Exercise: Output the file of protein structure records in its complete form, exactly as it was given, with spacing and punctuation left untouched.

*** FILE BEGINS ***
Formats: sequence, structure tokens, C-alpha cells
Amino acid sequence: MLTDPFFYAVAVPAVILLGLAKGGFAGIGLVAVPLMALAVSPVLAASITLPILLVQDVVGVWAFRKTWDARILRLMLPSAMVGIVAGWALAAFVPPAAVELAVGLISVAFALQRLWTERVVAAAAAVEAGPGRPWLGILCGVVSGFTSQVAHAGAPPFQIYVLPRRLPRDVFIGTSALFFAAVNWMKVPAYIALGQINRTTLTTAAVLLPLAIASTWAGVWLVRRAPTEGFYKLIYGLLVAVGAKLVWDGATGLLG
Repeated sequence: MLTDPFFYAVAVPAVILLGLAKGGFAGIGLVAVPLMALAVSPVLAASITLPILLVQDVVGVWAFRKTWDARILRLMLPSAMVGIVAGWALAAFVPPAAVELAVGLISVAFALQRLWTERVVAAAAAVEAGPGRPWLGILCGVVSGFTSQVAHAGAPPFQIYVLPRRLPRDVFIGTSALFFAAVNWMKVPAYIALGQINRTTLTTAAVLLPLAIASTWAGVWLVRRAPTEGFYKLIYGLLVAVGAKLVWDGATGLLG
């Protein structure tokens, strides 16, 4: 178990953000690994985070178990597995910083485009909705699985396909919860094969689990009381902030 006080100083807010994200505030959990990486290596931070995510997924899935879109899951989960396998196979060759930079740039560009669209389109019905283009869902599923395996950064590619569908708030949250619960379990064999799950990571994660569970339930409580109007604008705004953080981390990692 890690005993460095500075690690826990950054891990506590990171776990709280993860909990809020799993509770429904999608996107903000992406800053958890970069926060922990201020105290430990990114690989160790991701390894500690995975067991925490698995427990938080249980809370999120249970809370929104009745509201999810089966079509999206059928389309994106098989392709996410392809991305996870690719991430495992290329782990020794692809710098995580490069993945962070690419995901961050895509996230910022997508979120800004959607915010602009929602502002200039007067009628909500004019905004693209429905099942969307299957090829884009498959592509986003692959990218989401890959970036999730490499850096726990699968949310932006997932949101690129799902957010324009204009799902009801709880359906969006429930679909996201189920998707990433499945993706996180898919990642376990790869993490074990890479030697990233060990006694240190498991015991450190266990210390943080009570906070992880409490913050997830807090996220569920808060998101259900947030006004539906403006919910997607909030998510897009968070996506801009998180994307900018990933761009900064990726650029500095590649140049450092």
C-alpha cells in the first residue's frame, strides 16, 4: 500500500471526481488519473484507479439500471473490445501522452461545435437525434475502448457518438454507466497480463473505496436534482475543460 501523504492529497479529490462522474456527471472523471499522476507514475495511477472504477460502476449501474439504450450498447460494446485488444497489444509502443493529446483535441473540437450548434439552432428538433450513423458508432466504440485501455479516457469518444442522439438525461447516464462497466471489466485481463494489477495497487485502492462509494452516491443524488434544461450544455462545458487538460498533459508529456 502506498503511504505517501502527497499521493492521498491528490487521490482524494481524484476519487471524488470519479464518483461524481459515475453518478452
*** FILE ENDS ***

Formats: sequence, structure tokens, C-alpha cells
Amino acid sequence: MLTDPFFYAVAVPAVILLGLAKGGFAGIGLVAVPLMALAVSPVLAASITLPILLVQDVVGVWAFRKTWDARILRLMLPSAMVGIVAGWALAAFVPPAAVELAVGLISVAFALQRLWTERVVAAAAAVEAGPGRPWLGILCGVVSGFTSQVAHAGAPPFQIYVLPRRLPRDVFIGTSALFFAAVNWMKVPAYIALGQINRTTLTTAAVLLPLAIASTWAGVWLVRRAPTEGFYKLIYGLLVAVGAKLVWDGATGLLG
Repeated sequence: MLTDPFFYAVAVPAVILLGLAKGGFAGIGLVAVPLMALAVSPVLAASITLPILLVQDVVGVWAFRKTWDARILRLMLPSAMVGIVAGWALAAFVPPAAVELAVGLISVAFALQRLWTERVVAAAAAVEAGPGRPWLGILCGVVSGFTSQVAHAGAPPFQIYVLPRRLPRDVFIGTSALFFAAVNWMKVPAYIALGQINRTTLTTAAVLLPLAIASTWAGVWLVRRAPTEGFYKLIYGLLVAVGAKLVWDGATGLLG
């Protein structure tokens, strides 16, 4: 178990953000690994985070178990597995910083485009909705699985396909919860094969689990009381902030 006080100083807010994200505030959990990486290596931070995510997924899935879109899951989960396998196979060759930079740039560009669209389109019905283009869902599923395996950064590619569908708030949250619960379990064999799950990571994660569970339930409580109007604008705004953080981390990692 890690005993460095500075690690826990950054891990506590990171776990709280993860909990809020799993509770429904999608996107903000992406800053958890970069926060922990201020105290430990990114690989160790991701390894500690995975067991925490698995427990938080249980809370999120249970809370929104009745509201999810089966079509999206059928389309994106098989392709996410392809991305996870690719991430495992290329782990020794692809710098995580490069993945962070690419995901961050895509996230910022997508979120800004959607915010602009929602502002200039007067009628909500004019905004693209429905099942969307299957090829884009498959592509986003692959990218989401890959970036999730490499850096726990699968949310932006997932949101690129799902957010324009204009799902009801709880359906969006429930679909996201189920998707990433499945993706996180898919990642376990790869993490074990890479030697990233060990006694240190498991015991450190266990210390943080009570906070992880409490913050997830807090996220569920808060998101259900947030006004539906403006919910997607909030998510897009968070996506801009998180994307900018990933761009900064990726650029500095590649140049450092």
C-alpha cells in the first residue's frame, strides 16, 4: 500500500471526481488519473484507479439500471473490445501522452461545435437525434475502448457518438454507466497480463473505496436534482475543460 501523504492529497479529490462522474456527471472523471499522476507514475495511477472504477460502476449501474439504450450498447460494446485488444497489444509502443493529446483535441473540437450548434439552432428538433450513423458508432466504440485501455479516457469518444442522439438525461447516464462497466471489466485481463494489477495497487485502492462509494452516491443524488434544461450544455462545458487538460498533459508529456 502506498503511504505517501502527497499521493492521498491528490487521490482524494481524484476519487471524488470519479464518483461524481459515475453518478452